Final Nest Box Update 8.1.23

Top Photo: Eastern bluebird eggs.

The bluebird nesting season here at the museum is officially over. There’s no activity in any of our six nest boxes.

The table below is a total of all the birds fledged since 2012, when I first began monitoring the nest boxes.

There were a total of 36 birds fledged this season.

The best years for bluebirds were during the 2012, 2013, and 2014 seasons. Chickadees had their best years in 2013, 2018, and 2023, this year. House wrens didn’t fledge any young until 2017 (their best year) and have done so ever since.

House wren occupancy of nest boxes has kept the numbers of bluebirds down since 2017 when the wrens first used the nest boxes. Bluebirds and chickadees start nesting before the arrival of house wrens from their winter quarters each season. House wrens are very aggressive nesters. When they do arrive on site they often take over the nest boxes before the bluebirds and chickadees get a chance to start a second brood (sometimes before they’re done with their first brood, they’ll destroy the eggs and deconstruct the nest) thereby keeping bluebird or chickadee numbers lower than they might be. Even so, over the years, bluebirds have fledged more birds than the other species combined.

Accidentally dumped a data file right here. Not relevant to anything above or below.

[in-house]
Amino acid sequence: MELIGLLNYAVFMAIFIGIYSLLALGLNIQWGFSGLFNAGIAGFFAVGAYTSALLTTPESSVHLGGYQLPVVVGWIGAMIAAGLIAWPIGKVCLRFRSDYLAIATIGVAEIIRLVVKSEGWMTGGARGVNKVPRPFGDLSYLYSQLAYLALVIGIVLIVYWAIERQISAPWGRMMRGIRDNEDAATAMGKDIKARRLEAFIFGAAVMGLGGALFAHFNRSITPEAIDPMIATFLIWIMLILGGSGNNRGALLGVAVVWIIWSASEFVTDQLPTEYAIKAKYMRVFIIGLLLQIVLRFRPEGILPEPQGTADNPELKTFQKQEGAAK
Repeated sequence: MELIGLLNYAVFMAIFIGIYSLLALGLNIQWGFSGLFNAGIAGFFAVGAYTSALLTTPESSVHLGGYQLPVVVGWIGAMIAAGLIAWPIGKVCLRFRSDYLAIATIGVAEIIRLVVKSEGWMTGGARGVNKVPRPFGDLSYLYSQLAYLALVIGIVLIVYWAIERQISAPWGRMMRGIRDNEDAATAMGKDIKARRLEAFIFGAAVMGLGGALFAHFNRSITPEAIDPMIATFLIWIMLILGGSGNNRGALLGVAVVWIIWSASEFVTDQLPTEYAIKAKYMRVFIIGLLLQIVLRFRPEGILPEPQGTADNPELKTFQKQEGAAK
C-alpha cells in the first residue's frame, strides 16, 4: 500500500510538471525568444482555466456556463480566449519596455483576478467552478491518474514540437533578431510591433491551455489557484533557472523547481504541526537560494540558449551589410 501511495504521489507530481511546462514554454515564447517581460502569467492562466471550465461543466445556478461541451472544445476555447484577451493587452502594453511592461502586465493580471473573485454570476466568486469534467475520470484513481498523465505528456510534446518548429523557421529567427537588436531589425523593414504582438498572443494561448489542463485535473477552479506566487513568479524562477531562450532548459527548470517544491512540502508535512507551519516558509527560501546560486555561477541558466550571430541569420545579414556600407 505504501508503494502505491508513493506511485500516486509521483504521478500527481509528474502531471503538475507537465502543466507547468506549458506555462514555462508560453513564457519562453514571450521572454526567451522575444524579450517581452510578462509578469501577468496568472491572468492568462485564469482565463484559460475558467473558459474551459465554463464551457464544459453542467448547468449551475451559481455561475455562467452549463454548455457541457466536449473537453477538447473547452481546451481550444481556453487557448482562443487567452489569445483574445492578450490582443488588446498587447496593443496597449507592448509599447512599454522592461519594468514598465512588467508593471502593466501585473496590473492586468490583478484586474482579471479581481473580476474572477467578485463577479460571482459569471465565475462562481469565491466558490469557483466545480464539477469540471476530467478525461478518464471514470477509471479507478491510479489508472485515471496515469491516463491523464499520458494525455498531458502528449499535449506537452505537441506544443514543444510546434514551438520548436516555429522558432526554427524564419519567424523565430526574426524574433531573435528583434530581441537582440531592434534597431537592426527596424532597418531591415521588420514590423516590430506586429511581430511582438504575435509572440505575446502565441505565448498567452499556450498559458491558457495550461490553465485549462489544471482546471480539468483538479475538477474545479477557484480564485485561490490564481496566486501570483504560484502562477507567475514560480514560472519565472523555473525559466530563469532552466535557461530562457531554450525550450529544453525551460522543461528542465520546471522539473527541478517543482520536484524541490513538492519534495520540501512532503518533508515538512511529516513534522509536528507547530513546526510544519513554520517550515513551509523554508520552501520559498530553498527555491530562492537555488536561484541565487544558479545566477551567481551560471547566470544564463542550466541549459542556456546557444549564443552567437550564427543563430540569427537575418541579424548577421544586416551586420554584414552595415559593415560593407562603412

There was no data for 2020 due to the Covid Pandemic. There was no access to the nest boxes during that period.

Each nest box has been moved at least once over the years to accommodate construction of new exhibits or other construction (parking deck…) or changes in habitat.

The best overall year was the current one. We take a measure of pride in the fact that, over the years, we’ve played a part in adding 277 birds to the local avian population; 166 eastern bluebirds, 74 Carolina chickadees, and 37 house wrens. We’ve added 36 birds this season alone.

Bluebird hatchlings.

See you next year!

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